Hugh Thompson has died. Who was Hugh Thompson? A helicopter pilot in Vietnam, he intervened to stop the My Lai massacre.
Early in the morning of March 16, 1968, Thompson, door-gunner Lawrence Colburn and crew chief Glenn Andreotta came upon U.S. ground troops killing Vietnamese civilians in and around the village of My Lai. They landed the helicopter in the line of fire between American troops and fleeing Vietnamese civilians and pointed their own guns at the U.S. soldiers to prevent more killings. (AP via ABC).
I can only imagine how it felt to see your own countrymen engaged in such shameful behavior and to make the decision to intervene with the threat of force. I can only imagine how alone Thompson felt in the aftermath of My Lai. Thompson’s actions required courage at every step.
No, I don’t have any reason to believe that Thompson was a Methodist. I have no clue about his religious preference. The values of Honor and Duty, however, are important to all Soldiers, and should be doubly so for Soldiers of faith. As the Army’s keystone doctrinal manual says:
While the use of force is sometimes necessary for the common good, the authority to wield it carries a moral responsibility of the greatest magnitude.” (FM 1 ¶1-52)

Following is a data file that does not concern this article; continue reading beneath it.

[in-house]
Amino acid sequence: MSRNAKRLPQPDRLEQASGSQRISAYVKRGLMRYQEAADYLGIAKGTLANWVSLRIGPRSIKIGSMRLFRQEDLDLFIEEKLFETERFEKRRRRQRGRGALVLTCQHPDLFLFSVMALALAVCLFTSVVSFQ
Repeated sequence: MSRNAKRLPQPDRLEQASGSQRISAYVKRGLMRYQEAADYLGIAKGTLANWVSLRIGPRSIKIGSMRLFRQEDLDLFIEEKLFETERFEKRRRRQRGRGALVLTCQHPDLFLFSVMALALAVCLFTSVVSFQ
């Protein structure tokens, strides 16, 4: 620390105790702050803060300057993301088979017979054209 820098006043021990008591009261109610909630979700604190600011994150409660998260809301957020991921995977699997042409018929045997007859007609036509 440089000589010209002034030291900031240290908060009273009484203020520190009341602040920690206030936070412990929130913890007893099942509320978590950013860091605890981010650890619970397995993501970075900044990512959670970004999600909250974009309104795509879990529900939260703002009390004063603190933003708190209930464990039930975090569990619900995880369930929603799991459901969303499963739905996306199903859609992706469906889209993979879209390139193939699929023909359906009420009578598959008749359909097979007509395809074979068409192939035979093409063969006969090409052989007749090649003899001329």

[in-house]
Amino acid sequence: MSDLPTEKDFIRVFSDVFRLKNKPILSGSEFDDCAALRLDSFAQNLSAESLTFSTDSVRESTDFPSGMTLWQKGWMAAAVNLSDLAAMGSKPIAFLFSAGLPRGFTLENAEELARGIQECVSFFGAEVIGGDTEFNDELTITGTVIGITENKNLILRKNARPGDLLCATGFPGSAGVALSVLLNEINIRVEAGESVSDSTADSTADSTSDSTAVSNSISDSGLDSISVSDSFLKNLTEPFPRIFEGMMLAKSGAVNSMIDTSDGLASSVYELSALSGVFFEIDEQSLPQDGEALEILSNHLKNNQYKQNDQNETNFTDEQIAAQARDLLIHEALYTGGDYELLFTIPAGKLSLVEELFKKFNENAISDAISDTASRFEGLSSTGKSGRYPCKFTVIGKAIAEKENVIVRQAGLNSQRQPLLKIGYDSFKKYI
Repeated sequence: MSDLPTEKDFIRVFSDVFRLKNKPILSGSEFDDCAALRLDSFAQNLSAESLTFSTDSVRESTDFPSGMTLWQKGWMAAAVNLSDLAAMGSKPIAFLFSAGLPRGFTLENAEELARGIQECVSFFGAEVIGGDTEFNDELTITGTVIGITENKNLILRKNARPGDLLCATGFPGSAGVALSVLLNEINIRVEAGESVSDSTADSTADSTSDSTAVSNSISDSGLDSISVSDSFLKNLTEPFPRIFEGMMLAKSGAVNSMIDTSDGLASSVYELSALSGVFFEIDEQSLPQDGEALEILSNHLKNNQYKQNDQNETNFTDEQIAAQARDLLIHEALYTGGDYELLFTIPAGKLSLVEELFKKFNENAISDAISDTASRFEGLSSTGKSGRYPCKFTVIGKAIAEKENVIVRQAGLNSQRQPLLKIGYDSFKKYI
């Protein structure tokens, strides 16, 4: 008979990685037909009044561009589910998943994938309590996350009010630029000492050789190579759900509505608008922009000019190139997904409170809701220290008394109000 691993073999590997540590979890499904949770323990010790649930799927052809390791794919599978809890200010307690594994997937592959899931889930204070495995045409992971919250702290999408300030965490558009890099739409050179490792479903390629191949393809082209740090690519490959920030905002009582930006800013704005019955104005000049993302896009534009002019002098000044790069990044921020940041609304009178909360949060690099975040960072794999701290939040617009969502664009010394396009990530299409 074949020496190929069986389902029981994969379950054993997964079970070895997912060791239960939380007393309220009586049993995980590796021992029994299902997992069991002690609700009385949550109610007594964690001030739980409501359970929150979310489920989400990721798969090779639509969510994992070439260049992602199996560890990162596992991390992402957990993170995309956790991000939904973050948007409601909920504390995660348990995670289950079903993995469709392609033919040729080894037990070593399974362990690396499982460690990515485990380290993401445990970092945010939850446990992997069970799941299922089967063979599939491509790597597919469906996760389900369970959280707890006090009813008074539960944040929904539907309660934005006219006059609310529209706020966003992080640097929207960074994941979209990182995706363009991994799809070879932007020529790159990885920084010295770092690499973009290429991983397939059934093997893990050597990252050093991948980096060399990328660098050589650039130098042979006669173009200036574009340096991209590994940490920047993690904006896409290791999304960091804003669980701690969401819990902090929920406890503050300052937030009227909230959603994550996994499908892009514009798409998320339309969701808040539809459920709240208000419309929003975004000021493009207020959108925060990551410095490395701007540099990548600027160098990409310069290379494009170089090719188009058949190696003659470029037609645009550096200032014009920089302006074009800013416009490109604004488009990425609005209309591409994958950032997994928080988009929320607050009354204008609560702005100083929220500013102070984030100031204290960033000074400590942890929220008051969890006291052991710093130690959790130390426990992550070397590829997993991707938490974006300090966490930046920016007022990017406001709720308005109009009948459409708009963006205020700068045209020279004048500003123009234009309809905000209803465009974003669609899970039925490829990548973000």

The just use of force requires self-control and unit discipline. Surrendering to individual or group anger turns a unit into a mob, and war into murder. Letting passion rather than purpose rule the day not only harms the victims; it hurts the national purpose and causes lasting injury to the conscience of the perpetrators as well. The nation expects more from its service members, and our Lord certainly expects more from those who belong to him.
The vast majority of American service members are disciplined men and women of honor who do their duty under very difficult circumstances. Every once in a while, some may stray from the disciplined path of honor. When that occurs, we need men and women like Hugh Thompson to step forward. His actions exemplify the Army – and Christian – value of Personal Courage for the sake of others.
William Calley and Hugh Thompson both served in the same Army. I know which one represents the true spirit of the American Soldier.